Zeitouni: So, colchicine may be the new aspirin in these high-risk patients. You saw a reduction in infarct size in the acute phase or the time of remodeling, and a reduction, perhaps, in rhythm disorders. How do you explain the effectiveness?

Tardif: I believe that it is an anti-atherosclerotic effect via the anti-inflammatory effect. I say this because patients were, on average, 13 days post-MI. And when we look at the time at which the events occur—the effect on the stroke, the effect on urgent hospitalizations for angina—it seems more related to the anti-atherosclerotic effect than to an effect on ventricular remodeling.

Zeitouni: Another study that was presented at AHA was COLCHICINE-PCI. Those investigators studied patients undergoing angioplasty, to learn whether the administration of colchicine reduced the rate of infarction or periprocedural myocardial damage. The outcomes assessed were biomarkers of myocardial injury. They did not find any difference in these markers, but they did find that inflammation decreased in the colchicine arm as measured by interleukin-6 levels. What are your thoughts on this?  Is there a role for colchicine in angioplasty to reduce periprocedural events? 

Tardif: The concept was interesting. I think there were, unfortunately, significant methodologic problems in COLCHICINE-PCI. First, the study included only about 400 patients, so the power was extremely limited. Second, the investigators chose to give only one dose of colchicine before angioplasty and not to repeat it afterwards. It was unlikely that we would see any significant longer-term effects. In contrast, COLCOT had not 400 but 4700 patients, and we treated the patients for 23 months. I am struggling to learn from COLCHICINE-PCI. If we want to repeat the experiment, we should do it with longer treatment duration. The finding of a reduction in periprocedural inflammation is the interesting part for me.

Zeitouni: With all of these results from COLCOT, are we a step further in the fight against the residual risk of our coronary patients. Which postinfarction patients would you treat and for how long?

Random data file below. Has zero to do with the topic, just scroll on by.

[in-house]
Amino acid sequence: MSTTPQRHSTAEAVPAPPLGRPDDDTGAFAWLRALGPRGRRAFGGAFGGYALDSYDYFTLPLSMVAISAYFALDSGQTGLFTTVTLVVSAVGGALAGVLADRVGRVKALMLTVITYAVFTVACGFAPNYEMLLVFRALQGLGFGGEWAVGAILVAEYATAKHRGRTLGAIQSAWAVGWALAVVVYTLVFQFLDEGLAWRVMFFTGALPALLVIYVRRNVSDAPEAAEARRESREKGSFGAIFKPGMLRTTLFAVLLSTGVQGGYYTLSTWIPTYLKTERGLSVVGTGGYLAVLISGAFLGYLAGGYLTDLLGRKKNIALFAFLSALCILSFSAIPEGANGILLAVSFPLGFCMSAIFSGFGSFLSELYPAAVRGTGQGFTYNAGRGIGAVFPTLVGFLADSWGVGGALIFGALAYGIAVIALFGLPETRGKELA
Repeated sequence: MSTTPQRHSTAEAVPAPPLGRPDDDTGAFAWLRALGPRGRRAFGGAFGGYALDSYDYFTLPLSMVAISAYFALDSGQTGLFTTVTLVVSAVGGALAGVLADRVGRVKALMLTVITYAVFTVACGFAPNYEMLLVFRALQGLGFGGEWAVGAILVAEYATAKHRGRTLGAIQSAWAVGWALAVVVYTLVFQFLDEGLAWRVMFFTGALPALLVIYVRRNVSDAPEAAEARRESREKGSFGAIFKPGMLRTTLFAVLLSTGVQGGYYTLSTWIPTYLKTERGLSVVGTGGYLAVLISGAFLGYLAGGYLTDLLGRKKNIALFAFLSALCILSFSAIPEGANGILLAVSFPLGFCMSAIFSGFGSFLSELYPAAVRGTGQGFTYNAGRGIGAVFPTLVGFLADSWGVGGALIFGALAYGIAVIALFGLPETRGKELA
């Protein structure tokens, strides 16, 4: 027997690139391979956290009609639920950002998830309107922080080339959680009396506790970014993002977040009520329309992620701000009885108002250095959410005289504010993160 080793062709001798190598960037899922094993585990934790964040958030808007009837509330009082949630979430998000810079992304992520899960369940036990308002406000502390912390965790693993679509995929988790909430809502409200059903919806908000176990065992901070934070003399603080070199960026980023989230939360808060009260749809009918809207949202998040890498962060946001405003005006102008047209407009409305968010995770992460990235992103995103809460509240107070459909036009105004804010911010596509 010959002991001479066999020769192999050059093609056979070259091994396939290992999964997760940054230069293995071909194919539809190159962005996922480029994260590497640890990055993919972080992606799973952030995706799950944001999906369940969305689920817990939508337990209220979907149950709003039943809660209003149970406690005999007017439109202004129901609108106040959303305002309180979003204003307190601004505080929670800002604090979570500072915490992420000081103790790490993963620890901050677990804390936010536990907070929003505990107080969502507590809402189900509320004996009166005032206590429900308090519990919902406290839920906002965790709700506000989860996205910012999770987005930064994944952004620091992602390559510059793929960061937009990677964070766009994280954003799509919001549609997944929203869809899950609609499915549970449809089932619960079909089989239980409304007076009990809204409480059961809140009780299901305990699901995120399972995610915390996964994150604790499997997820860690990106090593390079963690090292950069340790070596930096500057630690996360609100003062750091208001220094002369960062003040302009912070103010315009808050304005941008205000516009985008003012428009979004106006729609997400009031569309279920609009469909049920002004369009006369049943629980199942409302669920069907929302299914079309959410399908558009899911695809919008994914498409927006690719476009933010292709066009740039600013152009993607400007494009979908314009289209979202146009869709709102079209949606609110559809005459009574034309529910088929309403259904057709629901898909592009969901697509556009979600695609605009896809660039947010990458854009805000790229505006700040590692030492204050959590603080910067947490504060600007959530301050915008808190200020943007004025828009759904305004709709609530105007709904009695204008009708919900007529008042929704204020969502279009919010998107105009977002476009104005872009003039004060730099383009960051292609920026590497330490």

Tardif: First, which patients?  If you remember, at the trial presentation people were saying, "Oh, my goodness, are we now going to add another drug on top of the two antiplatelet agents, the statin, and maybe even an ACE inhibitor?" My answer is, really, is this the most intelligent way to practice medicine?

Zeitouni: It should be personalized.

Tardif: Exactly. Instead of saying, "We will give all medicines to everyone," why not try to tailor them by clinical characteristics? We will obviously do subgroup analyses in COLCOT. It is important to understand that not all the data were analyzed because it became available only a few weeks before the conference. We had put a manuscript together for the New England Journal of Medicine and for the AHA presentation. However, we have work to do in the coming months, analyzing the subgroups as well as others, looking at  biomarkers—is there a particular genetic profile that could show us the patients who would benefit from colchicine?

Personally, I think it's a bad idea to say that we will give six drugs to everyone. In some patients the disease will be mediated by inflammation, whereas in others it will be mediated by diabetes. So I believe it will be necessary to move toward personalized medicine.

Zeitouni: Precisely, with patients who have inflammation and progressive atherothrombotic disease, and occasionally with some young people, who also relapse despite optimal medical treatment. We have a drug now that is well tolerated, accessible, and with strong evidence.

Tardif: I think we could give it to everyone, but with any medications we give, we should make an effort to understand who in particular benefits.

As to your question about duration of treatment, the average follow-up was 23 months, so perhaps we should treat these patients for 2 years. As I noted, COLCOT-T2D will follow patients for 4 years, but for now I would recommend at least 2 years of treatment.

Zeitouni: Prof Tardif, thank you very much for your explanations and for this study, which will improve the prognosis of our patients. We now know more about inflammation and atherothrombosis, thanks to this type of research.